We tried to work with them to be cost and schedule conscious, but yet still get those objectives, and, of course, that’s always a big part of subsystem management is trying to be responsive as an engineering community to the project’s cost and schedule constraints because those are very real. I can’t just say, “Hey, take the Orbiter down for a couple years and strip all the TPS off of it so I can go look and see if it’s corroding.” Even if I really believed that’s in their best interest, that’s not practical. So, trying to find a compromise through there where you can get the technical data you need to protect them from something that could happen and yet not cripple them from a cost and schedule perspective is always going to be a challenge.

And we didn’t always win our arguments. There were plenty of things I wanted to do that we didn’t do, but in the end, we either found ways to sample or found other ways to gather data to try to work that, and it worked pretty well, I think. From that perspective, we were able to find a lot, deal with it proactively, give them some changes they could make to help mitigate damage in the future and able to refinish specific areas and do things to help maintain the airframes. I think, overall, the airframes, at least when I left, were in pretty good shape, and I’m sure that, yes, the guys would say they’re still in pretty good shape.

I would say, for the most part, I always felt like the project was pretty supportive, although they expected me to be reasonable and responsible in exercising that authority to try to say, “Look, hey, we need to do something.” Usually by the time we found corrosion in the airframe, there was never a question of resources. I always got the resources I needed from Rockwell or Boeing, always got the support I needed. It was never an issue. “Hey, you’ve got corrosion in your airframe,” and they would say, “Okay, fine, go fix it. I don’t care what it costs. I don’t care.” They might say, “Hurry.” They might say, “Hurry, hurry up, because I really want to get out of OMDP. I need to get out of OMDP. I need to keep my manifest.” But they recognized that for me to do that, I needed the resources, and they were always very good about providing the resources we needed to fix the airframe. They understood that was in their best interest.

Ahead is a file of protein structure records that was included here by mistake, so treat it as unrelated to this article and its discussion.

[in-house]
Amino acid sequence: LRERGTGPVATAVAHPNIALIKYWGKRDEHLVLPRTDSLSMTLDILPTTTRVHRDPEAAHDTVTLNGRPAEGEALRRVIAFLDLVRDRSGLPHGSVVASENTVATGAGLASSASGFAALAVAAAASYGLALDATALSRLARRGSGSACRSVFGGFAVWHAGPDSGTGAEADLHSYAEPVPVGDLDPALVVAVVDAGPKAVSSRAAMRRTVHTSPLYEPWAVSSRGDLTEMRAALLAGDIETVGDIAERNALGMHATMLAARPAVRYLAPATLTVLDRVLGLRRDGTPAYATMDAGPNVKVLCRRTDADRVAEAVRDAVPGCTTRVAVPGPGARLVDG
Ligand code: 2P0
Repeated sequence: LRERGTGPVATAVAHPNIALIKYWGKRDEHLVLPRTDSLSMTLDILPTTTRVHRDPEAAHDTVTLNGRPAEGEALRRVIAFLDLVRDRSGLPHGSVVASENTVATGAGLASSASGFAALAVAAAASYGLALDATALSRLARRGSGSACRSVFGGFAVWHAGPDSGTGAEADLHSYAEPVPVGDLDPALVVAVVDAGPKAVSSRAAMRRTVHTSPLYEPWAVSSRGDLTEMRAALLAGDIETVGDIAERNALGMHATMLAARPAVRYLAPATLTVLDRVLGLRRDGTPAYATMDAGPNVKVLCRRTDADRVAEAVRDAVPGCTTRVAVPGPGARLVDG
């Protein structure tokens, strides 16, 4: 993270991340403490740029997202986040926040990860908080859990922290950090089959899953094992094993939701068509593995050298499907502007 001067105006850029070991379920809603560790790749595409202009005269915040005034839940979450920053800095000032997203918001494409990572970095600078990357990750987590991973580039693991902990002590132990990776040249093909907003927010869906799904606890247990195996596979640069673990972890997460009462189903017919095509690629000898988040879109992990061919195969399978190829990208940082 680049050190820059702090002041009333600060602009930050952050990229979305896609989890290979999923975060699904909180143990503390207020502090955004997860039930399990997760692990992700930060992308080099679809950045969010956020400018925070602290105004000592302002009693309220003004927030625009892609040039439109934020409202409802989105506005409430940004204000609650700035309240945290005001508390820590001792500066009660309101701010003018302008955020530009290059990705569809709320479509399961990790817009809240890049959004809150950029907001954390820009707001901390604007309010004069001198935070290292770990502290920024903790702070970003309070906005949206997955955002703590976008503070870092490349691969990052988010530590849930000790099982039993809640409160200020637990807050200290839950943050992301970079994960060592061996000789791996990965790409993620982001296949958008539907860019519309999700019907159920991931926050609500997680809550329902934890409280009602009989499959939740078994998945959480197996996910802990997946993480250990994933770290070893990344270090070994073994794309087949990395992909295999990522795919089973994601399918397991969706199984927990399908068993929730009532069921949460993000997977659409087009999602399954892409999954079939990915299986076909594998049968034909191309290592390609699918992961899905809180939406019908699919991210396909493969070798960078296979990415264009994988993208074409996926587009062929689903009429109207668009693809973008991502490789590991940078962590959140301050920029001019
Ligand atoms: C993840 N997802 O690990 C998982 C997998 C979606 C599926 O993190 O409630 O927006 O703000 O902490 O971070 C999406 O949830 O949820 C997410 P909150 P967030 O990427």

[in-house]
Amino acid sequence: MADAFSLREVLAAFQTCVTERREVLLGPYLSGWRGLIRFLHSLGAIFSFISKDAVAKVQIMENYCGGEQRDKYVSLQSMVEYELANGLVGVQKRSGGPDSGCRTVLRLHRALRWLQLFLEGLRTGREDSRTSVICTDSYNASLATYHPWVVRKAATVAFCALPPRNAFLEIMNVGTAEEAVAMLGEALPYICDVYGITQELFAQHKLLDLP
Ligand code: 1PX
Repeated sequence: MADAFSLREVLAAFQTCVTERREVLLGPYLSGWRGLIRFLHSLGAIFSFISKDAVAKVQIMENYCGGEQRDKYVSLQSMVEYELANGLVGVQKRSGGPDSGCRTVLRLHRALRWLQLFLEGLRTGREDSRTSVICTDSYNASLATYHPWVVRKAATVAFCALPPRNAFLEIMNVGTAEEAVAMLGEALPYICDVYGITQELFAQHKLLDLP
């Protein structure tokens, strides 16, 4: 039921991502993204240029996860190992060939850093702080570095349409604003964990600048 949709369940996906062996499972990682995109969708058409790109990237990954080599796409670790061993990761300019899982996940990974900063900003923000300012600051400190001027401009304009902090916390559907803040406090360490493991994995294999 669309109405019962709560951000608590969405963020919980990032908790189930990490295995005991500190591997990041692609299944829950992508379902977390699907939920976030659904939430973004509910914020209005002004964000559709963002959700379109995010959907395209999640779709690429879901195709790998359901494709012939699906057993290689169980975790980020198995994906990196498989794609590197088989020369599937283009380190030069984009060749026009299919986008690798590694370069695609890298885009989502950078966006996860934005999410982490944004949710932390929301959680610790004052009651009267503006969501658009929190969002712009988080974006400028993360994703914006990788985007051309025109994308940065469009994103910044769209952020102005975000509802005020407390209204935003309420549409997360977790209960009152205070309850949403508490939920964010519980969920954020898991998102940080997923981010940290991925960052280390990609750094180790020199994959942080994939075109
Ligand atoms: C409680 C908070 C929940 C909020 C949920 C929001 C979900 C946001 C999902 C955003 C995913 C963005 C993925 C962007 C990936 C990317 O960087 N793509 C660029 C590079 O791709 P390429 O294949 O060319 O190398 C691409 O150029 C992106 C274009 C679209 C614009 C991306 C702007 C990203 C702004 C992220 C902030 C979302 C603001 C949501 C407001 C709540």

Ross-Nazzal: Was corrosion considered a Criticality 1 of the vehicle?

Kramer White:: Well, the airframe is all considered, by default, 1:1, Crit 1:1, which is a little bit of an untrue-ism. Back in the day, nobody wanted to pay for a FMEACIL [Failure Mode Effects Analysis and Critical Item List] of the airframe, which would have required that you go through and look at each component and say, “Well, if this happened to it, would it fail? If that happened to it, would it fail?” So basically, the whole airframe, primary structure, was classified as 1:1, which generated its own set of problems. Basically, any defect in the primary structure was considered a Crit 1:1 defect, even though it might just be a scratch or an elongated hole. Over time we had to learn to deal with that and classify certain types of defects as what we used to call fair wear and tear. “It’s okay if you scratch it. Just go touch it up. But if the scratch is deeper than this, go call a stress analyst. Or if the corrosion is like this, here’s a standard repair. Just go do this.”